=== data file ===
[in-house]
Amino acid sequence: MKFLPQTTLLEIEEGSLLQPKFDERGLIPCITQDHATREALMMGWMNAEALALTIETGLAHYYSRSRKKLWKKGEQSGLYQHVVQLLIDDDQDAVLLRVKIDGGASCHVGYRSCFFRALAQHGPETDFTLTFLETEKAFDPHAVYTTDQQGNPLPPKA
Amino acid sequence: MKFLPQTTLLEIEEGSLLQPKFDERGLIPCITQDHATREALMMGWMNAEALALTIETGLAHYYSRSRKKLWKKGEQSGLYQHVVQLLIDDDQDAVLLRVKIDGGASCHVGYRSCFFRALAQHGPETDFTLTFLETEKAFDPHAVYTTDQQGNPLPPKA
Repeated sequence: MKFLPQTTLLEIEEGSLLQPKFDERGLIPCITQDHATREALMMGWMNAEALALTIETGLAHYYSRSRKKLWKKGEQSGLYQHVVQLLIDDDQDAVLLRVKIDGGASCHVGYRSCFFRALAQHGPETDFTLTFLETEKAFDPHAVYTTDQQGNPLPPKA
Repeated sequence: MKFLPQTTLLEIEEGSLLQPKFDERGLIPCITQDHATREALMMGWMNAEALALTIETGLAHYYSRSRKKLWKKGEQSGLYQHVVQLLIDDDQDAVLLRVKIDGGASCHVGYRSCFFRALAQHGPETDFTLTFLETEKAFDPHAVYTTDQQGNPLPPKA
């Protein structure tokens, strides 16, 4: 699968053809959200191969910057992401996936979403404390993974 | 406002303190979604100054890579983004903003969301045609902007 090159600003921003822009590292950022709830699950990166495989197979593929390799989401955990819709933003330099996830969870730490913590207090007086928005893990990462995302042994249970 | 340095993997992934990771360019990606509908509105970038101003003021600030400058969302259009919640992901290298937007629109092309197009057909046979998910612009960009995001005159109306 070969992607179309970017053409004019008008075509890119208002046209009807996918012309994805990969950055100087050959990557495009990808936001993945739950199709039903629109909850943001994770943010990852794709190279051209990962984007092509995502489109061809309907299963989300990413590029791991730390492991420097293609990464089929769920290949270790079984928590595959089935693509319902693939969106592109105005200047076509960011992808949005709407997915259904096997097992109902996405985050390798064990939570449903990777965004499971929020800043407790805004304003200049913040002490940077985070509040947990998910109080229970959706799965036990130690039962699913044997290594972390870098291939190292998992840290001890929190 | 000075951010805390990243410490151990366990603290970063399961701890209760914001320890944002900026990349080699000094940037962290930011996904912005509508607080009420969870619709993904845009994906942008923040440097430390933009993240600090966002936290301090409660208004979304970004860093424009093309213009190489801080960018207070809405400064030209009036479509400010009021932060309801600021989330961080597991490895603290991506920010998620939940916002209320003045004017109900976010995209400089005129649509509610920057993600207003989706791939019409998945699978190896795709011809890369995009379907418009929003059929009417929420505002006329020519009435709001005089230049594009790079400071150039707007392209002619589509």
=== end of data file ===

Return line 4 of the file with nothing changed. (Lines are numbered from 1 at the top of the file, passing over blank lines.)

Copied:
Repeated sequence: MKFLPQTTLLEIEEGSLLQPKFDERGLIPCITQDHATREALMMGWMNAEALALTIETGLAHYYSRSRKKLWKKGEQSGLYQHVVQLLIDDDQDAVLLRVKIDGGASCHVGYRSCFFRALAQHGPETDFTLTFLETEKAFDPHAVYTTDQQGNPLPPKA